The Tragedy of Third Presbyterian

The Tragedy of Third Presbyterian

The present is the most precious thing we have, and somehow the most easily overlooked. Perhaps that lesson, above all others, is what the tragedy of Third Presbyterian can teach us. An abandoned state is not a perpetual one, though it may seem it at times, one way or another, it comes to an end. We hope that end is a bright one, with a building saved, repurposed, and reintegrated into the community. Restored in form and dignity. This, unfortunately, is a rare outcome, and more often than not, a place never returns from abandonment. Once some winters pass, and water begins to gain its way within through widening seams and failing shingle, a descending spiral of ruination follows. However, there exist those who aspire to pull these places back from the brink, to fight the decay head-on. These individuals are as admirable as they are uncommon - Knowing full well that the fight ahead of them is akin to swimming against a tempest-tossed sea, yet they willingly wade into the raging waters. They do so because they can see what yet lingers in the time-worn walls, and wish to preserve it so that others, too, may have the chance to see it. Such was the case of Third Presbyterian in Chester, Pennsylvania, and why its loss was all the more tragic.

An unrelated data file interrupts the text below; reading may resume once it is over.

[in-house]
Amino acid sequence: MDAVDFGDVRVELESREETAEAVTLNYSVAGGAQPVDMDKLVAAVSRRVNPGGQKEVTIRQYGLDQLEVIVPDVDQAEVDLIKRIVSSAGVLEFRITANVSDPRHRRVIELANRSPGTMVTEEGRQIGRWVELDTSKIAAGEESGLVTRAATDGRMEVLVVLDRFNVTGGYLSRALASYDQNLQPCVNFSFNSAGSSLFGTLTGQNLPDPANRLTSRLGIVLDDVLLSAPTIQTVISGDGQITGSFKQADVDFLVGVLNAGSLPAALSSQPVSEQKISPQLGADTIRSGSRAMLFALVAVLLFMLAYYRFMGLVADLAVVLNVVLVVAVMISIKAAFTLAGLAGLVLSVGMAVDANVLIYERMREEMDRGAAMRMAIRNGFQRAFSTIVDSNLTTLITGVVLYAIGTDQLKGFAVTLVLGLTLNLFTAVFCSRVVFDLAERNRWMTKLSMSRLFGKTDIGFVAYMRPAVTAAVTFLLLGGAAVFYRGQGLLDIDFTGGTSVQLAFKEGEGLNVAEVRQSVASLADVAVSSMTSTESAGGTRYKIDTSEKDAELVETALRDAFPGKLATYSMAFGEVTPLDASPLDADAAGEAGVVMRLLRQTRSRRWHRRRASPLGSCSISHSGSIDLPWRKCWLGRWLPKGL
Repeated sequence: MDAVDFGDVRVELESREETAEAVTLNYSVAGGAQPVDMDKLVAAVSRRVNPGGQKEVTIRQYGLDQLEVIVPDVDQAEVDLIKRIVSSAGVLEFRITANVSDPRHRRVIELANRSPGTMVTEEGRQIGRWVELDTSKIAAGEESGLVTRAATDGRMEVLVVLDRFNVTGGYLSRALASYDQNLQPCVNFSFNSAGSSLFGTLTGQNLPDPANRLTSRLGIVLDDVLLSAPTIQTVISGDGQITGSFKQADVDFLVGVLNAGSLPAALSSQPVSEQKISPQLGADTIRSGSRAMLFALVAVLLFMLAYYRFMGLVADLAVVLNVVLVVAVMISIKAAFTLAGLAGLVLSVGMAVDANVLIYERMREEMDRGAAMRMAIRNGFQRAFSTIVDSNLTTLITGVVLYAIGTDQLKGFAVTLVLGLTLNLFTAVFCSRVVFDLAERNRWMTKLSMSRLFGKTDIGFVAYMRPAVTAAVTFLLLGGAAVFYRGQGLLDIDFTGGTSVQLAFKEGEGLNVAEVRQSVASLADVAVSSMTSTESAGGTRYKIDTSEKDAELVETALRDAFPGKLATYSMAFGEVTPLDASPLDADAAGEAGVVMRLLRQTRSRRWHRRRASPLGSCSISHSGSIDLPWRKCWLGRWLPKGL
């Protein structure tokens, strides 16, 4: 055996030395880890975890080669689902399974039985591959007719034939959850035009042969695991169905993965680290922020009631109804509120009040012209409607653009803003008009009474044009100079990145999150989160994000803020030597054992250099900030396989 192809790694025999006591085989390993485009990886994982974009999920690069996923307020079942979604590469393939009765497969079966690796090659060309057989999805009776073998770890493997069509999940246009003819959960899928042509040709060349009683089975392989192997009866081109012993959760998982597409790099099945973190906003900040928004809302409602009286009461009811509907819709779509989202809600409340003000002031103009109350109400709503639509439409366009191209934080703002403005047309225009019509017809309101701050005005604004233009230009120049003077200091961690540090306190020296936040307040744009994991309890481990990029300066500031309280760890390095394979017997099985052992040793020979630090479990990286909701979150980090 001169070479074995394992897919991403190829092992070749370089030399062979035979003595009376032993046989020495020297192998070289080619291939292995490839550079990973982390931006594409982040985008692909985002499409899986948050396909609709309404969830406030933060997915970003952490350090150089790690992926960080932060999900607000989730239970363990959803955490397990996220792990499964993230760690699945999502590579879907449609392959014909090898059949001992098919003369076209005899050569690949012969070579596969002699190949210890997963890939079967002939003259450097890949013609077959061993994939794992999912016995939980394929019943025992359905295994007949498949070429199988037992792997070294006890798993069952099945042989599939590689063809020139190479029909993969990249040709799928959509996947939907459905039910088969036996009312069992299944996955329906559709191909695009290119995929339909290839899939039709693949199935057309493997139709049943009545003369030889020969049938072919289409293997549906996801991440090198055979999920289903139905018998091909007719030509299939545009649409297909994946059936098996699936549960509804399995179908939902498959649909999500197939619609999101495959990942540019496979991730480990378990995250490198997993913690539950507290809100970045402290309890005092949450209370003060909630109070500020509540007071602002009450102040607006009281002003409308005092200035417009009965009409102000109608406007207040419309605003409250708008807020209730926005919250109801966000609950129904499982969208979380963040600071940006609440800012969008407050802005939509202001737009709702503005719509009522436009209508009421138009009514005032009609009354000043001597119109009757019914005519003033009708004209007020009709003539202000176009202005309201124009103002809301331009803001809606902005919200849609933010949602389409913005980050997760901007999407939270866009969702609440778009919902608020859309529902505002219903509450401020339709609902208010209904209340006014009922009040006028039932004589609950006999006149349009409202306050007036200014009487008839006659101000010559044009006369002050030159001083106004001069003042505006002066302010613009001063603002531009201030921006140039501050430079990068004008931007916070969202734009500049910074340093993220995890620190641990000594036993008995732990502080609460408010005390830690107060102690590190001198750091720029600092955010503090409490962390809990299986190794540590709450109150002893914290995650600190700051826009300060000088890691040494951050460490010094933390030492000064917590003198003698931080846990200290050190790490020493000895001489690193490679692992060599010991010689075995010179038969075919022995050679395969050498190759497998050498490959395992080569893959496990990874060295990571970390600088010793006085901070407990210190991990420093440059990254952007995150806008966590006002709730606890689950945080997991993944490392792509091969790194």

Third Presbyterian stood at the corner of 9th and Potter since the late 1800s, small in stature but as impressive as many far larger churches. The last significant alteration to the structure was made in 1912, in the form of a classroom addition for summer bible school. And with that, Third Presbyterian remained more-or-less unchanged for the next century. The church itself functioned in its original capacity for over 100 years, with worship and various community events either related to the church or the religious school it housed, but like many other religious institutions in similar areas, the economic decline which claimed the neighborhood also claimed the church, forcing it to shutter in the 1980s. Thereafter, the building came to be used by the 'Chester Eastside Ministries' for social services, until 2013 when the organization relocated due to the deteriorating state of the building. After that point, the city of Chester began to ponder the feasibility of demolition. 

Enter the Chester HistoricalPreservation Committee, who acted quickly to interrupt any plans to demolish the magnificent church, ultimately buying it from the city for $1 in 2015 with the intent to restore and eventually reuse the structure in several roles, including a center for performing arts. A beautiful plan, as it would return music and life to the once-grand hall. And so the church was rescued, and for the first time in years, it was being celebrated for what it was, and for what it signified, as opposed to simply existing. The light was returning to Third Presbyterian, and though dim it was ever-growing brighter, aided by the efforts of Partners for Sacred Places. The years ahead finally looked to be fortunate ones. A future of growth, renewal, and transformation was just beginning. However, in the spring of 2020 disaster struck.